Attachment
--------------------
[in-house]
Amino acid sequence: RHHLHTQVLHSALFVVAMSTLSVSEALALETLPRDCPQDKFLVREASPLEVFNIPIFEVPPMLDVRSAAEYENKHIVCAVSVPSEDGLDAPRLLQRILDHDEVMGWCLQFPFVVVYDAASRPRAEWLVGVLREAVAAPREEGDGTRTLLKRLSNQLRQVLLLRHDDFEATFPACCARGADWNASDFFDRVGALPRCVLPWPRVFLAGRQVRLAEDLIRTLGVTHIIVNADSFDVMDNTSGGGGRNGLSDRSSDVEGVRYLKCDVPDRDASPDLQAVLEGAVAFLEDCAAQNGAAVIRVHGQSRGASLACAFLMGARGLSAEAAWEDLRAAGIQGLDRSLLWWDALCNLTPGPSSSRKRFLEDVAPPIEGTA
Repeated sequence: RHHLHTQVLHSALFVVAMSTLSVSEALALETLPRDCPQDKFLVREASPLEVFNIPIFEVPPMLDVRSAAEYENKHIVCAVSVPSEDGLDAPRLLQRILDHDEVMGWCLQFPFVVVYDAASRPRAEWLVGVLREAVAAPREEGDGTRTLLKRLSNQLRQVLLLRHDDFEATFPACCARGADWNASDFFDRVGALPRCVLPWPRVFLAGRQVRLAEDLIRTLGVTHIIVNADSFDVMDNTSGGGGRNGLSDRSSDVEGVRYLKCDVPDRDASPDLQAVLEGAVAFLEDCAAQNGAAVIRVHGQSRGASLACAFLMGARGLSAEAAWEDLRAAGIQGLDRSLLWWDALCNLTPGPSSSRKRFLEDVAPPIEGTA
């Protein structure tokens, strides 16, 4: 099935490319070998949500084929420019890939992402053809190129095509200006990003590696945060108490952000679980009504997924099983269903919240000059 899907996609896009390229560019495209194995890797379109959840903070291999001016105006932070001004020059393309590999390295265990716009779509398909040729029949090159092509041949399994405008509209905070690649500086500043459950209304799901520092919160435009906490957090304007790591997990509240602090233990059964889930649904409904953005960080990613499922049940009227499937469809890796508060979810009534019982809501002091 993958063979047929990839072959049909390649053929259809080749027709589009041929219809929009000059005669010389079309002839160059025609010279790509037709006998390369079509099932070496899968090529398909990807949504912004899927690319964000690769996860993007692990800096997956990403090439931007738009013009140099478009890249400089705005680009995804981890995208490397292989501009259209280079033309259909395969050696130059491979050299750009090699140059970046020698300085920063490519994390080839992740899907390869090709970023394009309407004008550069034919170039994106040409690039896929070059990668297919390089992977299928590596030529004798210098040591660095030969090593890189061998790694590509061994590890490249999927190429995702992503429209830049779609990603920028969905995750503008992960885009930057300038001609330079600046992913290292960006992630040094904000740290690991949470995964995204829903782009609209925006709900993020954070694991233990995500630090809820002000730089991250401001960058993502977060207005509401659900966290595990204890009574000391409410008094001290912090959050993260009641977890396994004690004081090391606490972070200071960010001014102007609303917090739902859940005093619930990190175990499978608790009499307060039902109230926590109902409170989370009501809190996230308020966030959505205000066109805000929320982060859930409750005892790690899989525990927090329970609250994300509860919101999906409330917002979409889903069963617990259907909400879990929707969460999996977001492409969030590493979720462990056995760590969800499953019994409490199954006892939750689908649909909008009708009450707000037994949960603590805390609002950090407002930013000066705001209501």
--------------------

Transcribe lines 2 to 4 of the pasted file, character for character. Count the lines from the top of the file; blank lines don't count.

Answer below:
Amino acid sequence: RHHLHTQVLHSALFVVAMSTLSVSEALALETLPRDCPQDKFLVREASPLEVFNIPIFEVPPMLDVRSAAEYENKHIVCAVSVPSEDGLDAPRLLQRILDHDEVMGWCLQFPFVVVYDAASRPRAEWLVGVLREAVAAPREEGDGTRTLLKRLSNQLRQVLLLRHDDFEATFPACCARGADWNASDFFDRVGALPRCVLPWPRVFLAGRQVRLAEDLIRTLGVTHIIVNADSFDVMDNTSGGGGRNGLSDRSSDVEGVRYLKCDVPDRDASPDLQAVLEGAVAFLEDCAAQNGAAVIRVHGQSRGASLACAFLMGARGLSAEAAWEDLRAAGIQGLDRSLLWWDALCNLTPGPSSSRKRFLEDVAPPIEGTA
Repeated sequence: RHHLHTQVLHSALFVVAMSTLSVSEALALETLPRDCPQDKFLVREASPLEVFNIPIFEVPPMLDVRSAAEYENKHIVCAVSVPSEDGLDAPRLLQRILDHDEVMGWCLQFPFVVVYDAASRPRAEWLVGVLREAVAAPREEGDGTRTLLKRLSNQLRQVLLLRHDDFEATFPACCARGADWNASDFFDRVGALPRCVLPWPRVFLAGRQVRLAEDLIRTLGVTHIIVNADSFDVMDNTSGGGGRNGLSDRSSDVEGVRYLKCDVPDRDASPDLQAVLEGAVAFLEDCAAQNGAAVIRVHGQSRGASLACAFLMGARGLSAEAAWEDLRAAGIQGLDRSLLWWDALCNLTPGPSSSRKRFLEDVAPPIEGTA
């Protein structure tokens, strides 16, 4: 099935490319070998949500084929420019890939992402053809190129095509200006990003590696945060108490952000679980009504997924099983269903919240000059 899907996609896009390229560019495209194995890797379109959840903070291999001016105006932070001004020059393309590999390295265990716009779509398909040729029949090159092509041949399994405008509209905070690649500086500043459950209304799901520092919160435009906490957090304007790591997990509240602090233990059964889930649904409904953005960080990613499922049940009227499937469809890796508060979810009534019982809501002091 993958063979047929990839072959049909390649053929259809080749027709589009041929219809929009000059005669010389079309002839160059025609010279790509037709006998390369079509099932070496899968090529398909990807949504912004899927690319964000690769996860993007692990800096997956990403090439931007738009013009140099478009890249400089705005680009995804981890995208490397292989501009259209280079033309259909395969050696130059491979050299750009090699140059970046020698300085920063490519994390080839992740899907390869090709970023394009309407004008550069034919170039994106040409690039896929070059990668297919390089992977299928590596030529004798210098040591660095030969090593890189061998790694590509061994590890490249999927190429995702992503429209830049779609990603920028969905995750503008992960885009930057300038001609330079600046992913290292960006992630040094904000740290690991949470995964995204829903782009609209925006709900993020954070694991233990995500630090809820002000730089991250401001960058993502977060207005509401659900966290595990204890009574000391409410008094001290912090959050993260009641977890396994004690004081090391606490972070200071960010001014102007609303917090739902859940005093619930990190175990499978608790009499307060039902109230926590109902409170989370009501809190996230308020966030959505205000066109805000929320982060859930409750005892790690899989525990927090329970609250994300509860919101999906409330917002979409889903069963617990259907909400879990929707969460999996977001492409969030590493979720462990056995760590969800499953019994409490199954006892939750689908649909909008009708009450707000037994949960603590805390609002950090407002930013000066705001209501």